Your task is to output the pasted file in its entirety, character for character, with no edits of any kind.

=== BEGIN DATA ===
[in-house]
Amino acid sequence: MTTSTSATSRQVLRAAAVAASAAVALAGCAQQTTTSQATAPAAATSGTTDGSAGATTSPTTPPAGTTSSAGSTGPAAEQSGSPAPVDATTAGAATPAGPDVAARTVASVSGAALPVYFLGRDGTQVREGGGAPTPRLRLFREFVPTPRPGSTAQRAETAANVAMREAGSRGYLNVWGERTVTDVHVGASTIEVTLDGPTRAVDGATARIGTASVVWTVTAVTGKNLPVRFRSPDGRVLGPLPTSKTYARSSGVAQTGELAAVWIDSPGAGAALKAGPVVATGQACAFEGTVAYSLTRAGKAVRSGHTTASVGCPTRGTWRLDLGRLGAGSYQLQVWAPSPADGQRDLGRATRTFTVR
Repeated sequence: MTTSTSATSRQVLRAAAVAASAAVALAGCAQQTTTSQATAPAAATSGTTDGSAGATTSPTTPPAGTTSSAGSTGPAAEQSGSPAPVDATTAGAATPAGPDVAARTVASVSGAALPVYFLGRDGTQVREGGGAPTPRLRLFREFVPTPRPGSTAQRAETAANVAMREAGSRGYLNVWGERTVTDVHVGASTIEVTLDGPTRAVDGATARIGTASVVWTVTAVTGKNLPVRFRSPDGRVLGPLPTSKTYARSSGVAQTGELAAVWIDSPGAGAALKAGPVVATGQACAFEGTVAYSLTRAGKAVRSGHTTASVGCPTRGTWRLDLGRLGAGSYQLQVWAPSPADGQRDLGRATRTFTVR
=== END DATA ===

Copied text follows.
[in-house]
Amino acid sequence: MTTSTSATSRQVLRAAAVAASAAVALAGCAQQTTTSQATAPAAATSGTTDGSAGATTSPTTPPAGTTSSAGSTGPAAEQSGSPAPVDATTAGAATPAGPDVAARTVASVSGAALPVYFLGRDGTQVREGGGAPTPRLRLFREFVPTPRPGSTAQRAETAANVAMREAGSRGYLNVWGERTVTDVHVGASTIEVTLDGPTRAVDGATARIGTASVVWTVTAVTGKNLPVRFRSPDGRVLGPLPTSKTYARSSGVAQTGELAAVWIDSPGAGAALKAGPVVATGQACAFEGTVAYSLTRAGKAVRSGHTTASVGCPTRGTWRLDLGRLGAGSYQLQVWAPSPADGQRDLGRATRTFTVR
Repeated sequence: MTTSTSATSRQVLRAAAVAASAAVALAGCAQQTTTSQATAPAAATSGTTDGSAGATTSPTTPPAGTTSSAGSTGPAAEQSGSPAPVDATTAGAATPAGPDVAARTVASVSGAALPVYFLGRDGTQVREGGGAPTPRLRLFREFVPTPRPGSTAQRAETAANVAMREAGSRGYLNVWGERTVTDVHVGASTIEVTLDGPTRAVDGATARIGTASVVWTVTAVTGKNLPVRFRSPDGRVLGPLPTSKTYARSSGVAQTGELAAVWIDSPGAGAALKAGPVVATGQACAFEGTVAYSLTRAGKAVRSGHTTASVGCPTRGTWRLDLGRLGAGSYQLQVWAPSPADGQRDLGRATRTFTVR